In addition to Smart Radio, there is also NoTV. NoTV began life as a public campaign started by a group of concerned parents in Alberta, to wean their children off television and encourage them to rediscover the joys of reading, hobbies and family games. In place of TV, the parents organized choirs, crafts groups, study-circles, story-telling groups, astronomy groups, drama clubs, natural history clubs and epic camping trips. By 2006, there were more than 8,000 specialty WebTV channels, all competing for the attention of the 'Netties', as the media had dubbed the Internet generation. For children under the age of 9, however, it has been reliably demonstrated that watching television or a computer screen for more than two hours a day damages the development of the brain's synaptic connections. Research has shown that the youthful brain needs hands-on activity, involving risk, social interaction and outdoor stimuli in order to develop in a balanced, integrated manner. Passive, single focus activities such as watching television cause parts of the brain to wither on the stem, however good the contents of the show.

NoTV and Smart Radio have been doing much to weaken the stranglehold that television used to have on popular culture, both locally and globally. The media conglomerates that control most of the TV and WebTV outlets have been fighting hard to discredit NoTV, using smear tactics against the movement's leaders and even financing phony science to show that NoTV children were being culturally deprived. They even tried jamming local radio stations, but when the listeners found out what was happening it cost them millions of dollars in damages. The movie companies, by contrast, have not been affected by all this at all; they've been riding the global culture wave with their normal style and panache. They're even using Smart Radio to produce specialty shows where listeners can call in to discuss the more esoteric aspects of specific films, and then meet in local cafés to discuss them in person. Now that's what I call culture.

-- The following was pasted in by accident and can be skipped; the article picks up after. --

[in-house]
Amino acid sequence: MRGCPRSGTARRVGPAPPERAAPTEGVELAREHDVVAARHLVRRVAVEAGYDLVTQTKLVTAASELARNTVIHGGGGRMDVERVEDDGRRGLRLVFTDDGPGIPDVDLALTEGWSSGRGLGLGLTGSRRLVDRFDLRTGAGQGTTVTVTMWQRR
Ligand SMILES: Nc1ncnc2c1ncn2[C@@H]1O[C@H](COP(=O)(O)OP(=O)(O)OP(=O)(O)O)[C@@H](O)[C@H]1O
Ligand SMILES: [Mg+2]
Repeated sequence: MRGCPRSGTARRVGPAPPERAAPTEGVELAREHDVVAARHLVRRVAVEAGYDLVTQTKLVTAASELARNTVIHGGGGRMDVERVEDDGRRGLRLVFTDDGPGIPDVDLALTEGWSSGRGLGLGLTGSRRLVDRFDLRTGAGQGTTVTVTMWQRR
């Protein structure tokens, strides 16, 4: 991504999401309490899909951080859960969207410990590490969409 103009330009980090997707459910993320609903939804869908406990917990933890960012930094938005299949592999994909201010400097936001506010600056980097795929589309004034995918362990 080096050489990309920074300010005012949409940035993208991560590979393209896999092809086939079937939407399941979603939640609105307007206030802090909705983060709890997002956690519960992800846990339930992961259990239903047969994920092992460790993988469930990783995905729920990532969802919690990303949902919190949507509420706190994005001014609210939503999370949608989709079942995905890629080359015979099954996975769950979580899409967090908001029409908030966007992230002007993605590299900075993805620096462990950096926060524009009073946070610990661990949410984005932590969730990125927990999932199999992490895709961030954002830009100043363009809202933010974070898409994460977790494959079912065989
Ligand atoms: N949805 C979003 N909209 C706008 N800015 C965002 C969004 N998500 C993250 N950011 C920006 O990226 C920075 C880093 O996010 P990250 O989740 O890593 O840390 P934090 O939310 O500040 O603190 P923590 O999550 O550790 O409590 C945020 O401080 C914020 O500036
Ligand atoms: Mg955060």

About the author

Guy Dauncey is an author, organizer and sustainable communities consultant who specializes in developing a positive vision of an environmentally sustainable future, and translating that vision into action. He is the author of Stormy Weather : 101 Solutions to Global Climate Change (New Society Publishers, July 2001), and ‘A Sustainable Energy Plan for the US’ (Earth Island Journal, August 2003). He is also the publisher of EcoNews (a monthly newsletter), co-founder of the Victoria Car-Share Cooperative, and a consultant in ecovillage and green building development. He lives in Victoria, on the west coast of Canada.

His website is www.earthfuture.com.